Following the Obama victory, the specifics of the Romney plan are irrelevant—other than to note that plans did exist that would have saved jobs and kept electricity rates low. In West Virginia, which has had 80% of its electricity generated from coal, regulations have already nearly doubled electricity rates in just the past few years.
Valerie Jarrett, often referred to as the brains of the White House, is reported to have threatened anyone who opposes them with punitive actions: “After we win this election, it’s our turn. Payback time. Everyone not with us is against us and they better be ready because we don’t forget. The ones who helped us will be rewarded, the ones who opposed us will get what they deserve. There is going to be hell to pay.”
The coal industry, already under attack, came out en masse for Romney in hopes of saving their communities and livelihoods. In the current climate, a Romney victory was their only hope.
In September, Alpha Natural Resources announced major lay-offs—with 400 jobs already eliminated and nearly 1000 more to take place in 2013, production cuts, and the closure of eight mines. Presumably, a Romney win could have reversed the economic devastation—in Eastern Kentucky alone, more than 2000 jobs have been lost in 2012.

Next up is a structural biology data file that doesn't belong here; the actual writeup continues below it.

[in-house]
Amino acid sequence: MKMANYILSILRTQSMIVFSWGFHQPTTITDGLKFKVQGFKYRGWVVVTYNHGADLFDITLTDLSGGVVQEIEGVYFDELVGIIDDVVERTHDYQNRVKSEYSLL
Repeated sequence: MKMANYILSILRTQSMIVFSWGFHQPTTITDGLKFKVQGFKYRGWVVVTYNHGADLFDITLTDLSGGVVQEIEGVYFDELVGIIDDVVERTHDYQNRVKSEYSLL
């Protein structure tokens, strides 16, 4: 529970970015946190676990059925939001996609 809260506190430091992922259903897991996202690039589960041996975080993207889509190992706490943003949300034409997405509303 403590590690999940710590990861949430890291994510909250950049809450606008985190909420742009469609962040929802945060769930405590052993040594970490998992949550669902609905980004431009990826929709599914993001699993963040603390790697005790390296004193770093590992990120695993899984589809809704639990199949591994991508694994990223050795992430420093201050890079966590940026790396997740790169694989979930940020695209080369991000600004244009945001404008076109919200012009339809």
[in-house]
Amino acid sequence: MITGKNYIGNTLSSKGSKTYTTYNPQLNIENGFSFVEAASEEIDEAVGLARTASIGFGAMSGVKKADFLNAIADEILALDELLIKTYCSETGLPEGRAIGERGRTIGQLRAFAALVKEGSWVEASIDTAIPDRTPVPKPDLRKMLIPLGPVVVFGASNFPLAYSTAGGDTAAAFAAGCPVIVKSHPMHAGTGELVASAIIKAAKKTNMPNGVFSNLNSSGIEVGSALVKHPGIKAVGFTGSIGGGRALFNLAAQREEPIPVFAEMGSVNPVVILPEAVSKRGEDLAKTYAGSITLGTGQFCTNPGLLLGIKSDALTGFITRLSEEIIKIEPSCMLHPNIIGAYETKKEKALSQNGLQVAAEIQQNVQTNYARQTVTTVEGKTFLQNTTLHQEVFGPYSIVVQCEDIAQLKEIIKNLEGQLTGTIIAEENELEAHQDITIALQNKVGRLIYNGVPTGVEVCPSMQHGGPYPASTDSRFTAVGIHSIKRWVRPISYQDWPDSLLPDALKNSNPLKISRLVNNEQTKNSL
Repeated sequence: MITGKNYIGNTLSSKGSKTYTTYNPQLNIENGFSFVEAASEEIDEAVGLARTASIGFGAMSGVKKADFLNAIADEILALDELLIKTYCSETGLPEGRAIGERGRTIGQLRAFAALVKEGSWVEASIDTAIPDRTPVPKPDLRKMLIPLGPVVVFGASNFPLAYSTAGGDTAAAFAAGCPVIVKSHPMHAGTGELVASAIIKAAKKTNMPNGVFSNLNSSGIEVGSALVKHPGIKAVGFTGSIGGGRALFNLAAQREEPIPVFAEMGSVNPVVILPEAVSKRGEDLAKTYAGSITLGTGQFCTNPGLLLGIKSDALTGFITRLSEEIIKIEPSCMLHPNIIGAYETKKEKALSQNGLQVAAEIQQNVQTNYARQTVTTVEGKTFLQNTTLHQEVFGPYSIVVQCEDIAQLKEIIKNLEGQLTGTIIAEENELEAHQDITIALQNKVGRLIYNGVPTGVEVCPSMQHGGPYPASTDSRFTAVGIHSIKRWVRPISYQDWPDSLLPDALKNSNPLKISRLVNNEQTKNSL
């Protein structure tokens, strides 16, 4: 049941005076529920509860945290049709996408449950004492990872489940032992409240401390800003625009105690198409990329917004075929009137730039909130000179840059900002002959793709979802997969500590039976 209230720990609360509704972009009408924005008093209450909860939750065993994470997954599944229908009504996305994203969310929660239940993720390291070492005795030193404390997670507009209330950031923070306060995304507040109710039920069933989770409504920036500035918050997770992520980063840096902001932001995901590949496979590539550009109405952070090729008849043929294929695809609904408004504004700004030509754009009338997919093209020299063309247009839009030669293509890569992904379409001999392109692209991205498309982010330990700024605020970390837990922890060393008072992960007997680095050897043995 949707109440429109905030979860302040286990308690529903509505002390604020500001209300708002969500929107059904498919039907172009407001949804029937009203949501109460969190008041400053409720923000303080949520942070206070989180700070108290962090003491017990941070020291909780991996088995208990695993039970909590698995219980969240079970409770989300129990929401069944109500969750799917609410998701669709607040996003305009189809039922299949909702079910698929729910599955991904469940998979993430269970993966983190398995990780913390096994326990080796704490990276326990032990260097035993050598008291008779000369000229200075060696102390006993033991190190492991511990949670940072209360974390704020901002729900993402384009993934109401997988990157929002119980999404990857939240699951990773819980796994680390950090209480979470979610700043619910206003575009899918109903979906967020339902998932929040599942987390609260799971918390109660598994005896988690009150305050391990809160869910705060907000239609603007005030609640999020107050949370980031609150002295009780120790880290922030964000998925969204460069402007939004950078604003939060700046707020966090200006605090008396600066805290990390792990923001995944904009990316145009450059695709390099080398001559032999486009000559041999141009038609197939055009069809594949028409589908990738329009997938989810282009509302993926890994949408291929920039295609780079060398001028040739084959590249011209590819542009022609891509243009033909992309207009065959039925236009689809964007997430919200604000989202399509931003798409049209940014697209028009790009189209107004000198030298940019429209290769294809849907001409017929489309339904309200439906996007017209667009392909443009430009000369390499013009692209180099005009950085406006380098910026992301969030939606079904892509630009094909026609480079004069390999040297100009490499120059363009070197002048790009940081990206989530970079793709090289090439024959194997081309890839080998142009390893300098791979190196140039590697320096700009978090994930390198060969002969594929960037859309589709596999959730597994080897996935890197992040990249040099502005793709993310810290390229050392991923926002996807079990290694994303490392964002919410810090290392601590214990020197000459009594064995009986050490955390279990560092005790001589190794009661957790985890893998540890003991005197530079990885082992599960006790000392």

Apparently Teco Energy also saw the writing on the wall and was hoping against hope for a Romney presidency. Two days after President Obama was re-elected, Teco Coal Company announced major lay-offs. Likewise, Murray Energy released a statement saying “it would give pink slips to 102 workers at its West Ridge Mine in Utah and 54 at its underground mine in the southern Illinois town of Galatia.”
In a prayer Bob Murray read to his staff before letting them go, he said:
“My regret, Lord, is that our young people, including those in my own family, never will know what America was like or might have been. They will pay the price in their reduced standard of living and, most especially, reduced freedom. … Lord, please forgive me and anyone with me in Murray Energy Corp. for the decisions that we are now forced to make to preserve the very existence of any of the enterprises that you have helped us build. We ask for your guidance in this drastic time with the drastic decisions that will be made to have any hope of our survival as an American business enterprise.”
Wasting no time on the “payback” threat, also on Friday, the Department of Interior (DOI) “issued a final plan to close 1.6 million acres of federal land in the West originally slated for oil shale development.”
With the Jarrett threat dangling, the EPA is likely to tighten the regulatory screws on the coal industry—raising electricity rates and increasing lay-offs in an already hard-hit region. The DOI will continue to restrict oil and gas development—pumping up gasoline prices and hurting the middle class and the poor.
Many of us hoped to wake up Wednesday, November 7, to a feeling of freedom, flexibility and fun. Instead, we find ourselves facing four more years of regulation, restriction, and rancor.